Fish oil supplements have chemical contamination, lawsuit claims

SAN FRANCISCO Three parties joined Tuesday in filing a lawsuit in California regarding omega-3 supplements allegedly contaminated with polychlorinated biphenyl.

"Consumers who want the health benefits of fish oil shouldn't also have to take the health risks of an extremely toxic man-made chemical," stated David Roe, one of the attorneys for the plaintiffs. The lawsuit names eight makers and sellers of fish oil, shark oil, fish liver oil and shark liver oil supplements that have PCB contamination above the safe harbor limits set for human PCB consumption under California's Proposition 65. That law requires consumers to be warned about such exposures.

“Pharmavite’s] fish oil products comply with all federal laws prescribed by the United States Food and Drug Administration and individual state laws including California Proposition 65, as well as European Commission standards,” Pharmavite, one of the named defendants, noted in response to the suit. Pharmavite also noted its fish oil products were in compliance with the Council for Responsible Nutrition’s voluntary monograph for omega-3 fatty acids and has been recognized by the United States Pharmacopeia Verification Program for omega-3 fish oil purity, potency and quality.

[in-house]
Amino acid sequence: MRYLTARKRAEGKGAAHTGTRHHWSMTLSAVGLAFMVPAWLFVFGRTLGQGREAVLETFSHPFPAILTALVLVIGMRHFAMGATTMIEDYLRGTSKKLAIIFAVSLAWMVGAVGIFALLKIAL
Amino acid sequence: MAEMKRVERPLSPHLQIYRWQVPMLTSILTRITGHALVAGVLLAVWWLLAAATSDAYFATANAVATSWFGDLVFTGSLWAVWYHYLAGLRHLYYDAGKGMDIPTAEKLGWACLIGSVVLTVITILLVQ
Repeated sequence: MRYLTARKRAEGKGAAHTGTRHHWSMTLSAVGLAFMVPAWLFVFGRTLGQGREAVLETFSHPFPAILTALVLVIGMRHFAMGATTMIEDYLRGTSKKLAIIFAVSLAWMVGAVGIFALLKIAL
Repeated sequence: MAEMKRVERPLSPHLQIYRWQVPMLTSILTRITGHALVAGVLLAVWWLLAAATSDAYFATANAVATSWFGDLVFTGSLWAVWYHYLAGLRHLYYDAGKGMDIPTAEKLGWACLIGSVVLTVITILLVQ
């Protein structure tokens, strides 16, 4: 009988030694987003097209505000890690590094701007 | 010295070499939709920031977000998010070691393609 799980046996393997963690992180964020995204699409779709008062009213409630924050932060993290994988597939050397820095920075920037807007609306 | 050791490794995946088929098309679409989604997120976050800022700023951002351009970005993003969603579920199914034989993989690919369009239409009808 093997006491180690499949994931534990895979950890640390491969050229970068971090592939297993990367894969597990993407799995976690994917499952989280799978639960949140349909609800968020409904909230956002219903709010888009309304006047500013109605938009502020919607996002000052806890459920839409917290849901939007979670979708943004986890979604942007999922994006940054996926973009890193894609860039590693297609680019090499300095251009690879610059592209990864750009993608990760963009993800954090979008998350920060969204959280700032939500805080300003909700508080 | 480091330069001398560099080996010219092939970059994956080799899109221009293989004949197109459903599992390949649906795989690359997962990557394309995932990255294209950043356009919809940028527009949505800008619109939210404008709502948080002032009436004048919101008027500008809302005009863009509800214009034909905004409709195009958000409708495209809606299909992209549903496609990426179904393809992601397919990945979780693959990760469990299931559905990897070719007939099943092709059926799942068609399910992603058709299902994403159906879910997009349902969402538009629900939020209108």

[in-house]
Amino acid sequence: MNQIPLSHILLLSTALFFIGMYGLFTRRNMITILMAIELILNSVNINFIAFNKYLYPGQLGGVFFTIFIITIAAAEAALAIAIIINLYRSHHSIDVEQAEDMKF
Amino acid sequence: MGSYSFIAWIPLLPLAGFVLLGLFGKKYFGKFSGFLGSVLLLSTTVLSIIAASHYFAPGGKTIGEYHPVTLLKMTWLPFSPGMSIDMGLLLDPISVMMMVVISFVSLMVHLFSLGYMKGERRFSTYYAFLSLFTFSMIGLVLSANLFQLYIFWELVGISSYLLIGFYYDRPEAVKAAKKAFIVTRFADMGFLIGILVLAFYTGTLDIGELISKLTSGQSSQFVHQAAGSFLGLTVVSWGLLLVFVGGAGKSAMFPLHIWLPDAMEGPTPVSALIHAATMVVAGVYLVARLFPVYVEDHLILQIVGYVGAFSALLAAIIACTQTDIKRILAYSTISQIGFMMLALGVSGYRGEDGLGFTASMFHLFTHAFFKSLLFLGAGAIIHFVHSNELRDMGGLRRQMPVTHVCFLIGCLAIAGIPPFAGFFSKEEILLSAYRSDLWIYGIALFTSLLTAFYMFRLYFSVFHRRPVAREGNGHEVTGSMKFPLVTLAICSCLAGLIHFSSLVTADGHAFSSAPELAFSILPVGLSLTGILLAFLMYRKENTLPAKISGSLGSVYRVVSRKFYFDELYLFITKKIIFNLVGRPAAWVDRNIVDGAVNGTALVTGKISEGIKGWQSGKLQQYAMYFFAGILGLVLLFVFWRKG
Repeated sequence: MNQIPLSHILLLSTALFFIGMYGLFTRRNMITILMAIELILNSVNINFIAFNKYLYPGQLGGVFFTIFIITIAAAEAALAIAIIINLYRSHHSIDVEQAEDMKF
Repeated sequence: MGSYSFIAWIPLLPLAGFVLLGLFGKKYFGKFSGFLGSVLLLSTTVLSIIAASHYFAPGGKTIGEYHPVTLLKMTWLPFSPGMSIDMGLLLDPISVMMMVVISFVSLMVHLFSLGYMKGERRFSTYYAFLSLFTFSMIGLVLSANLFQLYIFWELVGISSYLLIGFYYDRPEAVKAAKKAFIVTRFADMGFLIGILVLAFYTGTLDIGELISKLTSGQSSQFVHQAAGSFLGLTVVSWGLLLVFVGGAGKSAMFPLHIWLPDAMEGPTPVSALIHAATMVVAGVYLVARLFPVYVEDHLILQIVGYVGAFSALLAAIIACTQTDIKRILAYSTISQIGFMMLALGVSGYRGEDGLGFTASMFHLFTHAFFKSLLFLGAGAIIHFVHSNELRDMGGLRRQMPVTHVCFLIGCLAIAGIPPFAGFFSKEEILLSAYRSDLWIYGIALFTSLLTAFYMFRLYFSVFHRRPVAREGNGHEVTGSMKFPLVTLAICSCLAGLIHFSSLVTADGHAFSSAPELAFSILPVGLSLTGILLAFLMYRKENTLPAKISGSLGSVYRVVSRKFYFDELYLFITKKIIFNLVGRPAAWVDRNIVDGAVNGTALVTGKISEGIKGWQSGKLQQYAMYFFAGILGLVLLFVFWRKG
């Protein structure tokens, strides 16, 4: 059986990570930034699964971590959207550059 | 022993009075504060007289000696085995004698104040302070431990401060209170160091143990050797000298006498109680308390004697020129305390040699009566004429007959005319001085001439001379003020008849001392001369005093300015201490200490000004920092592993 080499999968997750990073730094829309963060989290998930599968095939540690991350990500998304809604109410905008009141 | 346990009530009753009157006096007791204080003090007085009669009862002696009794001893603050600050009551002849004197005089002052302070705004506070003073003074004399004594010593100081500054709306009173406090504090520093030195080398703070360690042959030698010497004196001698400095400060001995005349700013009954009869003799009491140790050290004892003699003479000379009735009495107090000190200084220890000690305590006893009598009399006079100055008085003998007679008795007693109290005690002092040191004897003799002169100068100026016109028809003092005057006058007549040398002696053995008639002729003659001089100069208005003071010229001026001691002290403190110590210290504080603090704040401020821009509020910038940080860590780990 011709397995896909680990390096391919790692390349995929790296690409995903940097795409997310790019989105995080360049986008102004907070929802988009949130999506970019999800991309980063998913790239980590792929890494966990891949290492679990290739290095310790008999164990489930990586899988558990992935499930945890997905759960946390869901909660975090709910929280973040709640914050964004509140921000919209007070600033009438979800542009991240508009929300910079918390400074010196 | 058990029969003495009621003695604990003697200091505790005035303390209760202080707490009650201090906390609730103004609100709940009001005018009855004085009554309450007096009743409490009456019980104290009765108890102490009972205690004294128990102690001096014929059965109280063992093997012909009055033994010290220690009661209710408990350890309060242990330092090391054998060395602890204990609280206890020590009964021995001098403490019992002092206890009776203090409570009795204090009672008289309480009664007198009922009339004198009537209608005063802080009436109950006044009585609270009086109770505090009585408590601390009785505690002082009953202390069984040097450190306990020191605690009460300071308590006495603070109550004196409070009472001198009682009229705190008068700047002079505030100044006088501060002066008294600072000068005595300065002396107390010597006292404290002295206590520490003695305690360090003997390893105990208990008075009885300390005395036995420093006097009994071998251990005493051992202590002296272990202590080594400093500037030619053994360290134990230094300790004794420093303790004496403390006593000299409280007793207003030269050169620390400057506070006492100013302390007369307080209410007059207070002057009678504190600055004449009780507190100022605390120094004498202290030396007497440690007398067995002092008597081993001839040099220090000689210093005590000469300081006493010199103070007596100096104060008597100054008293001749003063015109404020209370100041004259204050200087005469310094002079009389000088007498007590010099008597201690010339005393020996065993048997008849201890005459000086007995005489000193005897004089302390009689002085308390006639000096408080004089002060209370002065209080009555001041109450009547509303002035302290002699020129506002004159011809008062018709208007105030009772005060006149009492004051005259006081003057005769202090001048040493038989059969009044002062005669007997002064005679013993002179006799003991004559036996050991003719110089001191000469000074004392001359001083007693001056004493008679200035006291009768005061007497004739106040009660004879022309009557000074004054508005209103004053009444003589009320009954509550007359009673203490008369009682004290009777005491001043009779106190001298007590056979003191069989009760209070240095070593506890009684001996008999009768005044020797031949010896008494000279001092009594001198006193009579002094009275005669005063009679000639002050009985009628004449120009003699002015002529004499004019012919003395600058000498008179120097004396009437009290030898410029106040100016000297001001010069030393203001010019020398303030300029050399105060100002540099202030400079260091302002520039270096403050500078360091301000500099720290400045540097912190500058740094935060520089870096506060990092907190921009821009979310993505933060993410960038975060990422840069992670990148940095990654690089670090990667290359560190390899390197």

In addition to Pharmavite, the initial defendants named, in alphabetical order, include: CVS/pharmacy, GNC, Now Health Group, Omega Protein, Rite Aid, Solgar and Twinlab Corp.

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